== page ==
Narrative should flow as flows the brook down through the hills and the leafy woodlands...a brook that never goes straight for a minute, but goes and goes briskly, sometimes ungrammatically, and sometimes fetching a horseshoe of ¾ of a mile around and at the end of the circuit flowing within a yard of the path that it traversed an hour before; but always going and always following at least one law, always loyal to that law, the law of narrative, which has no law. Nothing to do but make the trip; the how of it is not important, so that the trip is made.
Flow gently, sweet Afton, amang thy green braes, Flow gently, I'll sing thee a song in thy praise; My Mary's asleep by thy murmuring stream, Flow gently, sweet Afton, disturb not her dream. Thou stock dove whose echo resounds thro' the glen, Ye wild whistly blackbirds in yon thorny den, Thou green crested lapwing thy screaming forbear, I charge you, disturb not my slumbering fair. How lofty, sweet Afton, thy neighboring hills, Far mark'd with the courses of clear winding rills; There daily I wander as noon rises high, My flocks and my Mary's sweet cot in my eye. How pleasant thy banks and green valleys below, Where, wild in the woodlands, the primroses blow; There oft, as mild evening weeps over the lea, The sweet-scented birk shades my Mary and me. Thy crystal stream, Afton, how lovely it glides, And winds by the cot where my Mary resides; How wanton thy waters her snowy feet lave, As, gathering sweet flowerets, she stems thy clear wave. Flow gently, sweet Afton, amang thy green braes, Flow gently, sweet river, the theme of my lays; My Mary's asleep by thy murmuring stream, Flow gently, sweet Afton, disturb not her dreams.
In a city it's impossible to forget we live in places raised and built over time itself. The past is underneath our feet. Every day when I leave the house , I may walk over a place where a king killed a wolf in the Royal Forest of Stocket, one of the medieval hunting forests , where alder and birch , oak and hazel, willow, cherry and aspen grew. The living trees were cut down , their wood used to fuel the city's growth , it's trade, it's life.The ancient wood , preserved in peat, was found underneath the city(The site of the killing is fairly well buried -the wolf and the king had their encounter some time around the early years of the eleventh century)It's the same as in any other city, built up and over and round , ancient woodlands cut down , bogs drained , watercourses altered, a landscape rendered almost untraceable, vanished.Here, there's a history of 8, 000 years of habitation , the evidence in excavated fish hooks and fish bone reliquaries, in Bronze Age grave-goods of arrowheads and beakers, what's still under the surface, in revenants and ghosts of gardens , of doo'cots and orchards, of middens and piggeries, plague remains and witch-hunts, of Franciscans and Carmelites, their friaries buried , over-taken by time and stone.This is a stonemasons' city , a city of weavers and gardeners and shipwrights and where I walk , there was once a Maison Dieu, a leper house; there was song schools and sewing schools, correction houses and tollboths, hidden under layers of time, still there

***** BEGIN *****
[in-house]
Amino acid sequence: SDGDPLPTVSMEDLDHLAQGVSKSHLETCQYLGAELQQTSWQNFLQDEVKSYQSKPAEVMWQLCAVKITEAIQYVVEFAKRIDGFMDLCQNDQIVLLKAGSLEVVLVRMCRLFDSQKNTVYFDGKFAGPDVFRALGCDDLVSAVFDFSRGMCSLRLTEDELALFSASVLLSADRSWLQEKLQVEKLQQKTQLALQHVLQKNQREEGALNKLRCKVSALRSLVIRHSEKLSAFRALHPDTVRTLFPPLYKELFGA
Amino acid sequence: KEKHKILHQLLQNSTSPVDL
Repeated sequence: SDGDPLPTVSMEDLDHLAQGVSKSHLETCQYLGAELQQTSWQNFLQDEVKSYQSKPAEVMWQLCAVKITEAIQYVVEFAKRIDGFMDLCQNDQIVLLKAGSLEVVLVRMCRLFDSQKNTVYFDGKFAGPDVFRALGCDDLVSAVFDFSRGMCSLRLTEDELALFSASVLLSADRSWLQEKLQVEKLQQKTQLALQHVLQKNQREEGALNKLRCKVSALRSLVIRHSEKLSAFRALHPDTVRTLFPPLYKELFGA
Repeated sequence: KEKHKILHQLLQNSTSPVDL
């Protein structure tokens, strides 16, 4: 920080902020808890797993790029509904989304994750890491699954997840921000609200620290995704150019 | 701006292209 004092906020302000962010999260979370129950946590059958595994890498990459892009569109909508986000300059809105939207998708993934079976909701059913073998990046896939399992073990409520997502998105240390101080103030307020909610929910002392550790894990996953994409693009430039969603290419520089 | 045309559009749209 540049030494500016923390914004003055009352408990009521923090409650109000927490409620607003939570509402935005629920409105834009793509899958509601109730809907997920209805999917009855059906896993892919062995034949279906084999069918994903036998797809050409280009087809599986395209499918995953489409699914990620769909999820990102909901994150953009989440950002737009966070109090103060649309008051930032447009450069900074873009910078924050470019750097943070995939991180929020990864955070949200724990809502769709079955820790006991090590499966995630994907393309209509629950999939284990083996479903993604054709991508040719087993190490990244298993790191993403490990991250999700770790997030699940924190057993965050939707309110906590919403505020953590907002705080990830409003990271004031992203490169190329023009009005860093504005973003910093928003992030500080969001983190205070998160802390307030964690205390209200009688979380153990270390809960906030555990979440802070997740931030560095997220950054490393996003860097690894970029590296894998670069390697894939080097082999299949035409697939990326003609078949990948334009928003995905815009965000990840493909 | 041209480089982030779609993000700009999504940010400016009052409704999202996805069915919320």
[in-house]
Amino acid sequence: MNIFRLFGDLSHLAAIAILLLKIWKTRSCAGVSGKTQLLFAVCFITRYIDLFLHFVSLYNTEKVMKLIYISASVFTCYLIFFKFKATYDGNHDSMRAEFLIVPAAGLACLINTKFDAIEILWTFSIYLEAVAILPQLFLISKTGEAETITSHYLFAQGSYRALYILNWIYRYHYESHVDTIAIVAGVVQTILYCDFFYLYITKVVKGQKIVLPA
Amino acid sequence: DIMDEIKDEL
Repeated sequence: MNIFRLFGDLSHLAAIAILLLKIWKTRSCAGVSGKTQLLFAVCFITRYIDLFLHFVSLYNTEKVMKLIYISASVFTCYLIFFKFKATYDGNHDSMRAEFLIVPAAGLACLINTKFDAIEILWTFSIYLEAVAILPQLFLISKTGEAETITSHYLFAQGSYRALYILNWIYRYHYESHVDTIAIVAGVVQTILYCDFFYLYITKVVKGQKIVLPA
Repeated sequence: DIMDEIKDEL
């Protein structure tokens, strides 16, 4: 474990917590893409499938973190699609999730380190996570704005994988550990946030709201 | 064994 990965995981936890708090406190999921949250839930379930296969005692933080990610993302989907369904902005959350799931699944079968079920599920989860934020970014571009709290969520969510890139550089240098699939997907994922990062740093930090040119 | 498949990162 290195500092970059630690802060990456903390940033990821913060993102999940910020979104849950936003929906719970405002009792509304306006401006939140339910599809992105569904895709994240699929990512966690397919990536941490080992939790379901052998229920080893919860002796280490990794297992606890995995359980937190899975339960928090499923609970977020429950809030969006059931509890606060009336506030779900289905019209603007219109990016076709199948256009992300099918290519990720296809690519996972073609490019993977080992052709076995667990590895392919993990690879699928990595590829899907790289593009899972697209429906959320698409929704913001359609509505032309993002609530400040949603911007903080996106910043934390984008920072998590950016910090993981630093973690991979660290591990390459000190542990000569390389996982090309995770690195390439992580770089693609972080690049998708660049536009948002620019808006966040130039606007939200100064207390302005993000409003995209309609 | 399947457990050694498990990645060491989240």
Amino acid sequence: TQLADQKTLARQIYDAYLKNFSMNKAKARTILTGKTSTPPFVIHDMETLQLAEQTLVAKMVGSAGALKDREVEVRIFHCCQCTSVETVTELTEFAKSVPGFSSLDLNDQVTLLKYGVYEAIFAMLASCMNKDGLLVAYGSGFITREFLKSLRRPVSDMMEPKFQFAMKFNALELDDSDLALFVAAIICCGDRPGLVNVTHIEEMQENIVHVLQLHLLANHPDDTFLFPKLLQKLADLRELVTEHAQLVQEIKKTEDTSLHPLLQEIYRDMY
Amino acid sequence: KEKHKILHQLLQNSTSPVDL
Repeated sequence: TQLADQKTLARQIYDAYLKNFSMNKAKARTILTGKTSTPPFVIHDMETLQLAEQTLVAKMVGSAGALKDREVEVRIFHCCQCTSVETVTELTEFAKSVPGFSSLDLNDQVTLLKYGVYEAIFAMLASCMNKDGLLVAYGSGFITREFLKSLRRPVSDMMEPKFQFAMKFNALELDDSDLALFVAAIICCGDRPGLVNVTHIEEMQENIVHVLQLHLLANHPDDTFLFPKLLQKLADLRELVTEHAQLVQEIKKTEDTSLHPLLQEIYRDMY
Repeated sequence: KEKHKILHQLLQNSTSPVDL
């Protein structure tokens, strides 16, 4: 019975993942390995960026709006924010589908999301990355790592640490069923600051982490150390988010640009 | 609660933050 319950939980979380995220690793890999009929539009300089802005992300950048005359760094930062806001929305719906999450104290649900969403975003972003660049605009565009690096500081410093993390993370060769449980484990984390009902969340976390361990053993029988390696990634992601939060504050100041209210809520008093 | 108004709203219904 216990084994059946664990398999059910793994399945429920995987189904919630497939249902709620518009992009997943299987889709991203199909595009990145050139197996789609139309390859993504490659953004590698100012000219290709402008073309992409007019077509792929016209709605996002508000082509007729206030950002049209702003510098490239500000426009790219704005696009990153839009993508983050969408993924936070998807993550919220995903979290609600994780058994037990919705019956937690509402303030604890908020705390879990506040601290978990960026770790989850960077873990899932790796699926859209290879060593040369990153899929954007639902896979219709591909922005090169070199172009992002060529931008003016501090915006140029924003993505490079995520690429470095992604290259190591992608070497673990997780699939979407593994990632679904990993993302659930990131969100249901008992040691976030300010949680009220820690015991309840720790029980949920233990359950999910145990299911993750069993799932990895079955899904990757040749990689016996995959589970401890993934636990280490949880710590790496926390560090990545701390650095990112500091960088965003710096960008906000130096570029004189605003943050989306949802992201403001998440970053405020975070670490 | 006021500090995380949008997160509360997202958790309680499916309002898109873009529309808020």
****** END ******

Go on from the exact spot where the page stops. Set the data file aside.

No settled family or community has ever called its home place an 'environment.' None has ever called its feeling for its home place 'biocentric' or 'anthropocentric.' None has ever thought of its connection to its home place as 'ecological, ' deep or shallow. The concepts and insights of the ecologists are of great usefulness in our predicament, and we can hardly escape the need to speak of 'ecology' and 'ecosystems.' But the terms themselves are culturally sterile. They come from the juiceless, abstract intellectuality of the universities which was invented to disconnect, displace, and disembody the mind. The real names of the environment are the names of rivers and river valleys; creeks, ridges, and mountains; towns and cities; lakes, woodlands, lanes roads, creatures, and people. And the real name of our connection to this everywhere different and differently named earth is 'work.' We are connected by work even to the places where we don't work, for all places are connected; it is clear by now that we cannot exempt one place from our ruin of another. The name of our proper connection to the earth is 'good work, ' for good work involves much giving of honor. It honors the source of its materials; it honors the place where it is done; it honors the art by which it is done; it honors the thing that it makes and the user of the made thing. Good work is always modestly scaled, for it cannot ignore either the nature of individual places or the differences between places, and it always involves a sort of religious humility, for not everything is known. Good work can be defined only in particularity, for it must be defined a little differently for every one of the places and every one of the workers on the earth. The name of our present society's connection to the earth is 'bad work' - work that is only generally and crudely defined, that enacts a dependence that is ill understood, that enacts no affection and gives no honor. Every one of us is to some extent guilty of this bad work. This guilt does not mean that we must indulge in a lot of breast-beating and confession; it means only that there is much good work to be done by every one of us and that we must begin to do it.